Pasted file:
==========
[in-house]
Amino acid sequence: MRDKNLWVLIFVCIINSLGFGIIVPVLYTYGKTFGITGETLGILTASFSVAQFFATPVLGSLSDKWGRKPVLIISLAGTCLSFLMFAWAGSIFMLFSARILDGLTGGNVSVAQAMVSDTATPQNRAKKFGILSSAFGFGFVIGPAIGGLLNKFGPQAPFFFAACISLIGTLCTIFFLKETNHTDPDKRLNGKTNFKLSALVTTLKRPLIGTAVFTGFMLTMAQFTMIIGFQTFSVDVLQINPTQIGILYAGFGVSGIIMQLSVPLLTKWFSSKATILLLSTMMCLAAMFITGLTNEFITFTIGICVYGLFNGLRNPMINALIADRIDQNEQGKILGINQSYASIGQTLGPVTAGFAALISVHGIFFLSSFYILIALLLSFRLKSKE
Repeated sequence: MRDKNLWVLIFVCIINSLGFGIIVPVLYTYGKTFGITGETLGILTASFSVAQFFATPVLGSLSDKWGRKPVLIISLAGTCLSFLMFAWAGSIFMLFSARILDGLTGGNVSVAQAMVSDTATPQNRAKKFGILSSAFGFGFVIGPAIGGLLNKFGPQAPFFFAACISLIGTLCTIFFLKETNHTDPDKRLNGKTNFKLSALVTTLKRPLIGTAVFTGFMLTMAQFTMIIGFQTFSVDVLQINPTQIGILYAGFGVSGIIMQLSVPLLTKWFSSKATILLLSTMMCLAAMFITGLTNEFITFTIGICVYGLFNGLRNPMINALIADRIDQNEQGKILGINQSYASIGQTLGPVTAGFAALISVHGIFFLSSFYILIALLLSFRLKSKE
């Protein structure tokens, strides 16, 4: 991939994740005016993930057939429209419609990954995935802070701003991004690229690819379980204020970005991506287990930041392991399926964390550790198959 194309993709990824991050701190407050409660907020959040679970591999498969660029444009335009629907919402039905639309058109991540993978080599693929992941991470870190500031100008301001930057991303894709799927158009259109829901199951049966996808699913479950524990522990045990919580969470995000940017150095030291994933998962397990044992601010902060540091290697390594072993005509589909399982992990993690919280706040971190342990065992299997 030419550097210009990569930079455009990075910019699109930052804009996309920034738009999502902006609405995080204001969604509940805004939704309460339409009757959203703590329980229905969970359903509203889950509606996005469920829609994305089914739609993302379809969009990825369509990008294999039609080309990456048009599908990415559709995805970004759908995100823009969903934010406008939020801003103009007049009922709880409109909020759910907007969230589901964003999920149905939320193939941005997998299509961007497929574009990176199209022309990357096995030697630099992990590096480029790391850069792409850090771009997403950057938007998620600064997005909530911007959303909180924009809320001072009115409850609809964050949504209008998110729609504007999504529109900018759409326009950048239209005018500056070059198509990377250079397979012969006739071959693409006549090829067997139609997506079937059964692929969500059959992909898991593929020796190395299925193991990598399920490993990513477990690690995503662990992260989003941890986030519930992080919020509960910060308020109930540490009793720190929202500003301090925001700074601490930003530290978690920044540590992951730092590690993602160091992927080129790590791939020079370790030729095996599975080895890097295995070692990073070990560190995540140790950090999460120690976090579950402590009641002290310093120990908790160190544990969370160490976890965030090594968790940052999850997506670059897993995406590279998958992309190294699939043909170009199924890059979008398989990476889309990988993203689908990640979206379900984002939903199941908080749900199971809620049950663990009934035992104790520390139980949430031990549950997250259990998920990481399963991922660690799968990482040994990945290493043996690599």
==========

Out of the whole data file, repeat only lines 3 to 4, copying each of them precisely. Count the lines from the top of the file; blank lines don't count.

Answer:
Repeated sequence: MRDKNLWVLIFVCIINSLGFGIIVPVLYTYGKTFGITGETLGILTASFSVAQFFATPVLGSLSDKWGRKPVLIISLAGTCLSFLMFAWAGSIFMLFSARILDGLTGGNVSVAQAMVSDTATPQNRAKKFGILSSAFGFGFVIGPAIGGLLNKFGPQAPFFFAACISLIGTLCTIFFLKETNHTDPDKRLNGKTNFKLSALVTTLKRPLIGTAVFTGFMLTMAQFTMIIGFQTFSVDVLQINPTQIGILYAGFGVSGIIMQLSVPLLTKWFSSKATILLLSTMMCLAAMFITGLTNEFITFTIGICVYGLFNGLRNPMINALIADRIDQNEQGKILGINQSYASIGQTLGPVTAGFAALISVHGIFFLSSFYILIALLLSFRLKSKE
């Protein structure tokens, strides 16, 4: 991939994740005016993930057939429209419609990954995935802070701003991004690229690819379980204020970005991506287990930041392991399926964390550790198959 194309993709990824991050701190407050409660907020959040679970591999498969660029444009335009629907919402039905639309058109991540993978080599693929992941991470870190500031100008301001930057991303894709799927158009259109829901199951049966996808699913479950524990522990045990919580969470995000940017150095030291994933998962397990044992601010902060540091290697390594072993005509589909399982992990993690919280706040971190342990065992299997 030419550097210009990569930079455009990075910019699109930052804009996309920034738009999502902006609405995080204001969604509940805004939704309460339409009757959203703590329980229905969970359903509203889950509606996005469920829609994305089914739609993302379809969009990825369509990008294999039609080309990456048009599908990415559709995805970004759908995100823009969903934010406008939020801003103009007049009922709880409109909020759910907007969230589901964003999920149905939320193939941005997998299509961007497929574009990176199209022309990357096995030697630099992990590096480029790391850069792409850090771009997403950057938007998620600064997005909530911007959303909180924009809320001072009115409850609809964050949504209008998110729609504007999504529109900018759409326009950048239209005018500056070059198509990377250079397979012969006739071959693409006549090829067997139609997506079937059964692929969500059959992909898991593929020796190395299925193991990598399920490993990513477990690690995503662990992260989003941890986030519930992080919020509960910060308020109930540490009793720190929202500003301090925001700074601490930003530290978690920044540590992951730092590690993602160091992927080129790590791939020079370790030729095996599975080895890097295995070692990073070990560190995540140790950090999460120690976090579950402590009641002290310093120990908790160190544990969370160490976890965030090594968790940052999850997506670059897993995406590279998958992309190294699939043909170009199924890059979008398989990476889309990988993203689908990640979206379900984002939903199941908080749900199971809620049950663990009934035992104790520390139980949430031990549950997250259990998920990481399963991922660690799968990482040994990945290493043996690599």